Drought conditions persist across the country, and farmers are feeling the heat. As limited rainfall threatens to thwart grain fill in corn, it might be necessary to harvest some fields as a forage.
University of Nebraska Extension Educators Brad Schick and Jenny Rees and Beef Systems Specialist Mary Drewnoski note that cornstalks can be baled, chopped, or grazed; however, drought-stressed corn may contain high levels of nitrates. These compounds replace oxygen in animals’ hemoglobin, leading to suffocation and even death.
Nitrates accumulate in lower portions of a plant, and some parts of a field have higher nitrate levels than others. In addition to gathering samples and testing forage, the extension specialists offer the following advice for different methods of harvesting corn stover.
Silage. Cut stalks to a height of 6 to 8 inches when plant moisture is about 65% to 70%. Then, apply an inoculant to silage to maintain quality and prevent spoilage while in storage. During the ensiling process, nitrate levels can be reduced by as much as 50% when these compounds are converted to nitrous oxide and escape the pile as a gas.
“Proper ensiling technique is key to success,” the authors note. “Before using silage in a ration, it’s a good idea to test it for moisture, crude protein, total digestible nutrients, and nitrate content to allow for proper formulation,” they add.
Baleage. Making baleage can lower nitrate levels in forage as well. Harvest corn and dry forage down to 45% to 55% moisture. Then, bale the stalks and wrap them with at least six layers of plastic that is 1 mil thick.
Dry hay. Unlike the ensiling process, drying hay does not lower nitrate levels. Therefore, cornstalks that will be baled must be cut at least 8 to 12 inches above the ground to avoid parts of the plant with the highest nitrate concentrations. Allow forage to dry until it is approximately 15% moisture before baling, and dilute hay with other feedstuffs if nitrates reach toxic levels.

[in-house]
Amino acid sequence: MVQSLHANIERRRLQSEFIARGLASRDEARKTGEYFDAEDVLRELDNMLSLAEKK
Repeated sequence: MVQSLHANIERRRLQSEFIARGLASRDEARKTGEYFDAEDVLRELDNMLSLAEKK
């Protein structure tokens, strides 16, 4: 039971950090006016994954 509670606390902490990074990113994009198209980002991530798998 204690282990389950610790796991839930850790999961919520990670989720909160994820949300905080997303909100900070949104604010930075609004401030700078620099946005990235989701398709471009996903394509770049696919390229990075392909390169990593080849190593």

Grazing. “If grazing drought-stressed corn, limit access to the field from both a grain and nitrate risk standpoint,” the specialists advise. “Seasoned cows will seek out the corn ears before forage, meaning the cows will have a high grain diet and an increased risk of acidosis.”
Prior to grazing, feed cattle 2 to 3 pounds of grain per day, and work up to 10 to 15 pounds of grain per day over the course of two weeks. Continue to feed hay before turning animals out to the pasture to limit grain and nitrate consumption.
Implement a strip grazing approach to further mitigate nitrate poisoning and grain intake. Start by grazing cornstalks that are low in nitrates and proceed to areas that may be higher risk. Ensure cattle have plenty of water available, and provide poloxalene as an additional safety measure.
Greenchop. Chopped forage can be fed to livestock without being ensiled, but this must be done immediately after harvest. “If greenchop is left in the bunk or on the wagon, it can heat up and nitrate will be converted to nitrite,” the specialists caution. “Nitrite is 10 times as toxic as nitrate when fed to animals. Therefore, it is better to feed greenchop two to three times a day.”